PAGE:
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Mikeysline calls for greater awareness of male suicide this Men's Health Week

By Imogen James

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Volunteer Graeme.
Volunteer Graeme.

THE Inverness based mental health charity is highlighting the levels of male suicide in Scotland during International Men's Health Week from June 13-19.

According to the latest statistics from the National Records of Scotland, men accounted for 71 percent of suicides in Scotland in 2020.

In 2020, suicides in Scotland were highest for men aged 35-39. Overall, one in every five suicide deaths was to someone under the age of 30.

The charity has a monthly men's group which meets in Inverness and is run by men for men as a safe space to share concerns.

Mikeysline men’s group volunteer Graeme said: “Traditionally men struggle to talk openly about their emotions. Whether men feel like addressing their feelings is a show of weakness, feel ashamed for needing help, or are embarrassed to be struggling, it can be easy for them to bottle up their emotions until they feel like they are at breaking point.

“Although thankfully these old stereotypes are starting to fade, there is still so much to be done to support men through difficult times in their lives – and Mikeysline’s new men’s group goes some way to continuing that process alongside the text-based and 1:1 support we provide.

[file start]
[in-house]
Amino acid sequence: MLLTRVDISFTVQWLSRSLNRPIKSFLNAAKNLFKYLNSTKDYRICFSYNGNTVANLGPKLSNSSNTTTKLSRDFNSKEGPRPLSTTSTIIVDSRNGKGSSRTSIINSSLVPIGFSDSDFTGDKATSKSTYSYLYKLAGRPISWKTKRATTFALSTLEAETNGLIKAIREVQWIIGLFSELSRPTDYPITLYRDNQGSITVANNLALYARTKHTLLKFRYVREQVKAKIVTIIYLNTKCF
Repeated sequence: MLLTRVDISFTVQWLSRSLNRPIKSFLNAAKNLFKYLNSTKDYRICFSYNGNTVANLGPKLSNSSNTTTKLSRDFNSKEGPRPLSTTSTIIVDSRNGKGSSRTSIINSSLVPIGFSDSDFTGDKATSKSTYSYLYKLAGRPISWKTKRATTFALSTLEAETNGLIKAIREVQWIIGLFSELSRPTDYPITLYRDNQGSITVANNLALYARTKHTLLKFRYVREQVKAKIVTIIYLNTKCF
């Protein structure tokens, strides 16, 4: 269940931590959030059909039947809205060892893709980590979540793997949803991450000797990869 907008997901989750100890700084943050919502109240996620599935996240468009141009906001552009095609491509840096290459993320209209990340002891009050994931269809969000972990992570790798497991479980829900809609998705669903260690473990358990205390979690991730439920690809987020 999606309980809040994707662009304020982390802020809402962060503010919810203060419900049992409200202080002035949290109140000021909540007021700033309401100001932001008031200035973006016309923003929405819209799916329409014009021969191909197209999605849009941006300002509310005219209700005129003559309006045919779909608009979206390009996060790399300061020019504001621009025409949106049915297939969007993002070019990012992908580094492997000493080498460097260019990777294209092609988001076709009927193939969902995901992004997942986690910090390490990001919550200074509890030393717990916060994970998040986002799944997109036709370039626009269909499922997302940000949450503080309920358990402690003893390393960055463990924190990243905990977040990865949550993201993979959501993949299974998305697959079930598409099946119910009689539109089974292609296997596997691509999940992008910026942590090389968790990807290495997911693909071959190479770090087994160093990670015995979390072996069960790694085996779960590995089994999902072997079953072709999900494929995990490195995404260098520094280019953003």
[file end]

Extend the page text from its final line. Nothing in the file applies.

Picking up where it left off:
“By allowing men to gather together and share their concerns and feelings, it opens up the conversation that it’s ok not to be ok – and that there are others out there going through similar experiences. Just knowing you are not fighting this battle alone can make all the difference.

“Each session is themed around a relevant topic, chosen by the group at the previous meeting. As well as providing support and an introduction to Mikeysline’s other services, the men’s group offers a chance for men to socialise and meet other people with shared interests.”

Mikeysline was founded in 2015 following the tragic deaths of good friends, Martin Shaw and Michael (Mikey) Williamson within 48 hours of each other.

Mikey’s uncle, Ron Williamson, started the charity along with a group of like-minded individuals who wanted to provide greater mental health support for the Highlands, where suicide rates are higher than elsewhere in Scotland.

Mr Williamson said: “Speaking to many of Michael's friends and peers after his funeral made me aware that there was very little help available for young people struggling with a multitude of mental health issues. What help there was seemed to be basically ‘man up and soldier on’, all in hushed terms.

“Over the seven years since Mikeysline started, thankfully more & more small organisations are breaking through this 'macho' barrier, and encouraging those struggling to open up, share, and help each other. Local celebrities such as the Stoltman brothers, football managers and players, and leaders in commerce are sharing their experiences, letting people know that it's OK to talk.

“Now, in schools throughout the Highlands, the wonderful Mikeysline team is teaching resilience and hope to children at an age when this kind of training, and the assurance that they are not alone, is most needed to give them the armour they need to cope with future problems."

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